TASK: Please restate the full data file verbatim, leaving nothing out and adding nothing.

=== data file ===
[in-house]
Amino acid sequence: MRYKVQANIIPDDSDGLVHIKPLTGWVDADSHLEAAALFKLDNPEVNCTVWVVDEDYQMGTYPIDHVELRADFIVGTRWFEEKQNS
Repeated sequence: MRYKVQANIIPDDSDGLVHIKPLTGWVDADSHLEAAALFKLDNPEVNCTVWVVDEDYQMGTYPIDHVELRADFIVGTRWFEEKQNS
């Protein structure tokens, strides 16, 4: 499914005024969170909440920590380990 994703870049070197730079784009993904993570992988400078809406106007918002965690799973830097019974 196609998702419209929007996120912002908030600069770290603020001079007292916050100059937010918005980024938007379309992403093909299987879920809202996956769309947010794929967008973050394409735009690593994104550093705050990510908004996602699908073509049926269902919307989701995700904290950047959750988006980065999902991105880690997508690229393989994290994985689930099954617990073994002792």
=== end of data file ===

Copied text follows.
[in-house]
Amino acid sequence: MRYKVQANIIPDDSDGLVHIKPLTGWVDADSHLEAAALFKLDNPEVNCTVWVVDEDYQMGTYPIDHVELRADFIVGTRWFEEKQNS
Repeated sequence: MRYKVQANIIPDDSDGLVHIKPLTGWVDADSHLEAAALFKLDNPEVNCTVWVVDEDYQMGTYPIDHVELRADFIVGTRWFEEKQNS
């Protein structure tokens, strides 16, 4: 499914005024969170909440920590380990 994703870049070197730079784009993904993570992988400078809406106007918002965690799973830097019974 196609998702419209929007996120912002908030600069770290603020001079007292916050100059937010918005980024938007379309992403093909299987879920809202996956769309947010794929967008973050394409735009690593994104550093705050990510908004996602699908073509049926269902919307989701995700904290950047959750988006980065999902991105880690997508690229393989994290994985689930099954617990073994002792």